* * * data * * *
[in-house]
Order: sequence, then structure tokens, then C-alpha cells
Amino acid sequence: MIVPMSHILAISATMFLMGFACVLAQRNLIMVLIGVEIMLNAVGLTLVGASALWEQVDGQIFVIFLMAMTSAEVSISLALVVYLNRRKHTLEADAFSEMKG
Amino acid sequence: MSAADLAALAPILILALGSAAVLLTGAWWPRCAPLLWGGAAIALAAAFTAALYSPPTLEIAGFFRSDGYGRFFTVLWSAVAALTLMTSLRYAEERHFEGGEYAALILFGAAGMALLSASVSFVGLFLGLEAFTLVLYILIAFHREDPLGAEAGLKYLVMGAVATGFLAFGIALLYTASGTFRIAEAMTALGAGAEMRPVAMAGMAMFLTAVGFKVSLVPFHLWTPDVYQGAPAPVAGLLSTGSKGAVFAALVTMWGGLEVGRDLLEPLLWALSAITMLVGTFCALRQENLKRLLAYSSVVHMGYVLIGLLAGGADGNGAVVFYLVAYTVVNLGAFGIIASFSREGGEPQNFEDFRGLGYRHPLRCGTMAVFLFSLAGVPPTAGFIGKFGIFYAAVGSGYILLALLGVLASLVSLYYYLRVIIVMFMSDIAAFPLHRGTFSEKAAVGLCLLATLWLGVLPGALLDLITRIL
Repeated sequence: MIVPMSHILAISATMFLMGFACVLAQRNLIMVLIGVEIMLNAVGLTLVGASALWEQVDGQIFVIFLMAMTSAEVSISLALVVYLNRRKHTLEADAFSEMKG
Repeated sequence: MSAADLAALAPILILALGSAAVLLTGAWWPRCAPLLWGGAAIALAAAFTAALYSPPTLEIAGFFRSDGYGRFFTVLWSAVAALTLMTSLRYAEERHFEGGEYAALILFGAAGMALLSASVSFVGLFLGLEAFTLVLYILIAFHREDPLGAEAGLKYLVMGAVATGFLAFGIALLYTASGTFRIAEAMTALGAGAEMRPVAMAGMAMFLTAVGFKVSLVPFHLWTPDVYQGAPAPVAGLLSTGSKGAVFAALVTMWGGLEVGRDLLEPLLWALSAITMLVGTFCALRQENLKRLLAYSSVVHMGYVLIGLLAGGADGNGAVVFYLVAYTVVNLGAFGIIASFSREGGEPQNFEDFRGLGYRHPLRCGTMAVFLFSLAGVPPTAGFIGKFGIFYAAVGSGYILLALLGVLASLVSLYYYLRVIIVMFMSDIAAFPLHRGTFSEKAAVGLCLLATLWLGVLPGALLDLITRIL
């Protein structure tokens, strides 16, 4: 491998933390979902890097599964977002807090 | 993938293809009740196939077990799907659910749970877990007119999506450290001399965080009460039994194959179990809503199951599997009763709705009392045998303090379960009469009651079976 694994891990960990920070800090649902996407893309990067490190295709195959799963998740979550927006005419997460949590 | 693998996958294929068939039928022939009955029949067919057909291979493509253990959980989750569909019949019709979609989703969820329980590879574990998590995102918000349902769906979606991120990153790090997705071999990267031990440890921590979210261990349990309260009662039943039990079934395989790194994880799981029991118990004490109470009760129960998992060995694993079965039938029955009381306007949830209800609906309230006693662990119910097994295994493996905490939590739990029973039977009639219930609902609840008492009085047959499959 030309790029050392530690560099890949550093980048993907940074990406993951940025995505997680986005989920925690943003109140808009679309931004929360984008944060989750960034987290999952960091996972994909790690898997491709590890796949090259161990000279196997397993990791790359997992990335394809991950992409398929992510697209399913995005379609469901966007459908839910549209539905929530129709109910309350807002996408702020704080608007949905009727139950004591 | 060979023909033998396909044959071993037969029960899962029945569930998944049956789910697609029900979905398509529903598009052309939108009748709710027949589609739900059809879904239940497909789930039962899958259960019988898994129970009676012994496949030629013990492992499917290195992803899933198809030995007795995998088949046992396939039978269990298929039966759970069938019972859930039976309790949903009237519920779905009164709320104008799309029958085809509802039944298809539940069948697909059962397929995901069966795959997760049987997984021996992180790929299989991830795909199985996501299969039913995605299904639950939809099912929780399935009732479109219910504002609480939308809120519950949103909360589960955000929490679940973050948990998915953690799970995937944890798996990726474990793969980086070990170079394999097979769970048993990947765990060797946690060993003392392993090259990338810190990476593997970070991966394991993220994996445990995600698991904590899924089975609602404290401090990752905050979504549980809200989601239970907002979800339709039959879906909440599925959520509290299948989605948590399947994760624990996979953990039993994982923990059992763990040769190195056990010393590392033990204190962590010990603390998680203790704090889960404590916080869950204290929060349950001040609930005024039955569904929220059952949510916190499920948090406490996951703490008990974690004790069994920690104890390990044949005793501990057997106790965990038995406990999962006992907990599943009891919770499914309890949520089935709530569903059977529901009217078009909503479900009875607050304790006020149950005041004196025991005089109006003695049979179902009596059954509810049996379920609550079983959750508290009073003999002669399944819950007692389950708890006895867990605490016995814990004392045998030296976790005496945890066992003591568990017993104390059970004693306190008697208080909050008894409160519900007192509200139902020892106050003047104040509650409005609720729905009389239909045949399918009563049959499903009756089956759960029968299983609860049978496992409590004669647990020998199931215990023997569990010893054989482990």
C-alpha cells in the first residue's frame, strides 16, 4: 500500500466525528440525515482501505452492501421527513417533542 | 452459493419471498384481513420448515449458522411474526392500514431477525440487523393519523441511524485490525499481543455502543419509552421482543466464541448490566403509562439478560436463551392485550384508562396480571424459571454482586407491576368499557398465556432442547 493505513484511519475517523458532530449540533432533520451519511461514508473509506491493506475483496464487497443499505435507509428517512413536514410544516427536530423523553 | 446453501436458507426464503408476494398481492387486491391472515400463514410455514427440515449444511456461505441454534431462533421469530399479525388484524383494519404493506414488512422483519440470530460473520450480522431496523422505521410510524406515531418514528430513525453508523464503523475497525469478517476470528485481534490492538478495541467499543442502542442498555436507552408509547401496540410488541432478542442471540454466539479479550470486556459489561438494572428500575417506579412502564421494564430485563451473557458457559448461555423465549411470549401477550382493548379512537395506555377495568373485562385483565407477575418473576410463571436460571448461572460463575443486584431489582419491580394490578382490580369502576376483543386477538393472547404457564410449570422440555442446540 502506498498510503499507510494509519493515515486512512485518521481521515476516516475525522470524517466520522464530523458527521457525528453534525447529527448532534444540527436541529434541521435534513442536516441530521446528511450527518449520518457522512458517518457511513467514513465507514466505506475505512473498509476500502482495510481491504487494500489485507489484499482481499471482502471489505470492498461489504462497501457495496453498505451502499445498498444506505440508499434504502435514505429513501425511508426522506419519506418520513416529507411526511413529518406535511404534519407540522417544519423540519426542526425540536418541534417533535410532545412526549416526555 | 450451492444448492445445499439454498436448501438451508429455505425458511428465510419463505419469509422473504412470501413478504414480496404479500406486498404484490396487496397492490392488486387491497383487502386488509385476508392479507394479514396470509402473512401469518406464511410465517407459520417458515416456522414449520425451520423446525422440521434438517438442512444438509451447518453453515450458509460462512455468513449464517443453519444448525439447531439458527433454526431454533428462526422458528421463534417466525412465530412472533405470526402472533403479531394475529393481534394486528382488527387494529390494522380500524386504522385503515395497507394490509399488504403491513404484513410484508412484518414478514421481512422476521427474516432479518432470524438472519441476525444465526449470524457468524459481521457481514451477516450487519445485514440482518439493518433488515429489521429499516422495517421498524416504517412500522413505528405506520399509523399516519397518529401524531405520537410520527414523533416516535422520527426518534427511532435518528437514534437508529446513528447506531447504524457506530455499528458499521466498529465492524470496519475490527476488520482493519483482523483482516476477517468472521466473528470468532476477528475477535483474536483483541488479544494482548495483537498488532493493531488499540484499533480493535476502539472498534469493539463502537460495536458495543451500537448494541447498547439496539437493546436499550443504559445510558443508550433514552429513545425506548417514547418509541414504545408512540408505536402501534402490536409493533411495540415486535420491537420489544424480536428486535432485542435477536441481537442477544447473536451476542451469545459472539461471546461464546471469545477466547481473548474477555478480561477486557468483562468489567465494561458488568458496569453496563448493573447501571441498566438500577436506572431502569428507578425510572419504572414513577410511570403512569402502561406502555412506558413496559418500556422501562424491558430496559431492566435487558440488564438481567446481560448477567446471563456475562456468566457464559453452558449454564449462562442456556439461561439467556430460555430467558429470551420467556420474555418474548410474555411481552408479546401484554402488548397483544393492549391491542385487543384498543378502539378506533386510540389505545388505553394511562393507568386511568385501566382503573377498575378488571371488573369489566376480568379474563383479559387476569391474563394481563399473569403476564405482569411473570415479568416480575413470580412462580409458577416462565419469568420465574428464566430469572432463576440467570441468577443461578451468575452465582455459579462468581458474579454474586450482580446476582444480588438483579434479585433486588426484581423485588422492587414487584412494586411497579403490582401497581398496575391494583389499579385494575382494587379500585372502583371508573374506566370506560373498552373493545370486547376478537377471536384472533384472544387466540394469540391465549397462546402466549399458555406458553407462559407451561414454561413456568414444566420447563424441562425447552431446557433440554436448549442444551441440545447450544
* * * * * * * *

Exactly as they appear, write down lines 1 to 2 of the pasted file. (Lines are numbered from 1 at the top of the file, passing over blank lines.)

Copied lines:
[in-house]
Order: sequence, then structure tokens, then C-alpha cells